Handling Requests for References, Part 2

Be Grateful - Follow up!

How Many References
This will really depend on the opportunity for which you are applying, but 3 or 4 references is pretty common.

What About Letters of Recommendation
Most employers prefer to speak with your references, but graduate programs and similar academic opportunities are more likely to ask you for letters of recommendation. These days, most letters are “open” meaning that you are able to read the letter, too. However, be aware that some programs, and some faculty, only want “closed” letters – these are letters that are so confidential, you’re not allowed to read them! The thinking is that your reference writer may be more candid about you if they know you won’t be allowed to read the letter. Whatever the case, when you request your letters, make things easy for your reference writers. Checklists, addressed and stamped envelopes, and deadlines can all be helpful. In the case of electronic letters of recommendation, provide your references with detailed instructions for how to log into the necessary site.

When to Ask
You may want to touch base with your references right at the start of your job search to ask them in advance if they would be comfortable acting as a reference. Then, once you’ve been asked to provide references (usually after the interview), contact the reference again and let them know for which specific position it is you’re currently applying.

For letters of recommendation, you should give your reference writers at least TWO MONTHS notice. Keep in mind that many graduate programs, for example, have deadlines closing at the same time, so many faculty can get bogged down with requests to write letters. Your faculty will appreciate you giving them plenty of notice.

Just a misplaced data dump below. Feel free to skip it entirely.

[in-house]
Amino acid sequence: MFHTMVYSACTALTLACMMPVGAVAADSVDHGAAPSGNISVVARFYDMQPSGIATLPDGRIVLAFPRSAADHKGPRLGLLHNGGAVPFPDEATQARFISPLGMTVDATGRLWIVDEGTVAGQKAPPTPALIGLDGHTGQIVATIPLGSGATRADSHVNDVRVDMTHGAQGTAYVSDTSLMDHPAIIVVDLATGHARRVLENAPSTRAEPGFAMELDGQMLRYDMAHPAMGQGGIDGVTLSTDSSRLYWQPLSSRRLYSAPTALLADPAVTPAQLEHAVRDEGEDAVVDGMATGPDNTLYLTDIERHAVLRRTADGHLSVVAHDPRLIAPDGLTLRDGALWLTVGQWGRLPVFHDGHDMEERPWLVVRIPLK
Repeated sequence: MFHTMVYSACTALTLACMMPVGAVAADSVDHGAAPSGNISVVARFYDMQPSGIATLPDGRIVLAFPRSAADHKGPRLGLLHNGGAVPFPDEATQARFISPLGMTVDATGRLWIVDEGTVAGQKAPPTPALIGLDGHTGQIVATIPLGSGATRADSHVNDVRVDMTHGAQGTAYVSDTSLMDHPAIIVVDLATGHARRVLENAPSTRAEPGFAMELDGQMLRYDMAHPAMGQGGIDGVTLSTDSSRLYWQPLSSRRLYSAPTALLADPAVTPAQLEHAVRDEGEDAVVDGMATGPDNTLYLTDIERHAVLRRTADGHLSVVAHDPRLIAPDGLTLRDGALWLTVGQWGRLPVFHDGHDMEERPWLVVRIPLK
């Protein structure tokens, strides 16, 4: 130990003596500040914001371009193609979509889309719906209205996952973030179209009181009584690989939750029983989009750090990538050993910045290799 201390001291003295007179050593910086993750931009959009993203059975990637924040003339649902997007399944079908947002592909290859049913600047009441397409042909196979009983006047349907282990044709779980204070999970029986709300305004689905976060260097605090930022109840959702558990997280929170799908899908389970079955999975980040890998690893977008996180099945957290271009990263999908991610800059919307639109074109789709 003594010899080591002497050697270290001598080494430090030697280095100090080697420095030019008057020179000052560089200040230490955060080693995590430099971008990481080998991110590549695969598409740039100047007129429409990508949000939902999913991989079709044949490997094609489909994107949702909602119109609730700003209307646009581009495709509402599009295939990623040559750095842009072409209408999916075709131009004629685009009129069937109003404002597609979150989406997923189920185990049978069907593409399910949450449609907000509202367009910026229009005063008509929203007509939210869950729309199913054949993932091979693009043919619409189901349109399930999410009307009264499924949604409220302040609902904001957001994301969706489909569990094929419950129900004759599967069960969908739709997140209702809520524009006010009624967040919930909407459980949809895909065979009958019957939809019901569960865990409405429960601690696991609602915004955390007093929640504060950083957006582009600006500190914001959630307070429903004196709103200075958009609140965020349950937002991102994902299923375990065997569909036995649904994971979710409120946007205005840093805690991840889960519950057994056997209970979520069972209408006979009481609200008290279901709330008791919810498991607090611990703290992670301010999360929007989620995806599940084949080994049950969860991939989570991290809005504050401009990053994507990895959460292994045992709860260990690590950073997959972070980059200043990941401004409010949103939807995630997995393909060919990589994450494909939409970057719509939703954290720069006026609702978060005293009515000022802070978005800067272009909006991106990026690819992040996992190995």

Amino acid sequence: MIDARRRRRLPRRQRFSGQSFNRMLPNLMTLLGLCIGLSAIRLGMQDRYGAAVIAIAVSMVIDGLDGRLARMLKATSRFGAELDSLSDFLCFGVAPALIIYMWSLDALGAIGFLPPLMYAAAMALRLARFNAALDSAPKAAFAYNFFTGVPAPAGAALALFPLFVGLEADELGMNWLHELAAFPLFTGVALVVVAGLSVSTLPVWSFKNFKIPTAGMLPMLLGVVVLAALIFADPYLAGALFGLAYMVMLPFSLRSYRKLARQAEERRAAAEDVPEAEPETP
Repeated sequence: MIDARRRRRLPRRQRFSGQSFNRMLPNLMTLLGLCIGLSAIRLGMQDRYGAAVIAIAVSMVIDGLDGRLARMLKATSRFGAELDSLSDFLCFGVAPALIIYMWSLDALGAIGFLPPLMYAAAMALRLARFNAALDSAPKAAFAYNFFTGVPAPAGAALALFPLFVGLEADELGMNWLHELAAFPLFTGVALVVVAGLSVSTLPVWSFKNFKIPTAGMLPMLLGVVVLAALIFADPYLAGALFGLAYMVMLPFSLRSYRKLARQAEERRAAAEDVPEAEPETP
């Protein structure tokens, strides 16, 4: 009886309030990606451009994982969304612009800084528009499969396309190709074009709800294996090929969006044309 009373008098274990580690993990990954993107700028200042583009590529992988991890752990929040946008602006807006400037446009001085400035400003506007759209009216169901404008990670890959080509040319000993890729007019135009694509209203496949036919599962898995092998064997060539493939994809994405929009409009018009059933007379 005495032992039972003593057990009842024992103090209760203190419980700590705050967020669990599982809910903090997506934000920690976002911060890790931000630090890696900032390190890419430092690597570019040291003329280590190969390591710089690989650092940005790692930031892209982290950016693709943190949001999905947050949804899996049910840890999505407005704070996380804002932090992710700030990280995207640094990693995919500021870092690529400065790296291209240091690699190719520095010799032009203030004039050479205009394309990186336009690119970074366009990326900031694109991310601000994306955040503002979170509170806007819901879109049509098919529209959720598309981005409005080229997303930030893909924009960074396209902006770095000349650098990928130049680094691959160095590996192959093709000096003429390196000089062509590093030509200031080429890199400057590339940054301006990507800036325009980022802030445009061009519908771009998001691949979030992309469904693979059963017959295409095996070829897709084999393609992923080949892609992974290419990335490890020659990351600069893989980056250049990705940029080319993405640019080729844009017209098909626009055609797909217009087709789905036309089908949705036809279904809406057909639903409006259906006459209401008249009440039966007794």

What About Character References?
There are few circumstances when character or personal references are sought – most employers or academic programs want to see professional references. However, there are times when a character or personal reference may be requested or may help to make you a stronger candidate. A character or personal reference is someone who has known you for some time and can speak about your character. Some examples of times when these types of references may be sought are when applying for a leadership positions, for certain volunteer opportunities, or for ministry positions.

Create a separate sheet that includes your contact information at the top (using the same header as your resume would make sense) and the list of references. Include names, titles, organization names, and preferred contact information. Usually, you will want to list the references’ email address and a phone number. Ask your reference if he/she would prefer to be contacted at work, at home, or on a mobile device and provide appropriate information your list.

Be Grateful!
Finally, don’t forget to follow up with your references. Send them a thank you note immediately after they have spoken to your prospective employer or program, or after they have submitted a letter on your behalf. Then follow up with them again as you progress through the application process, especially if you get a job offer or acceptance into the program.


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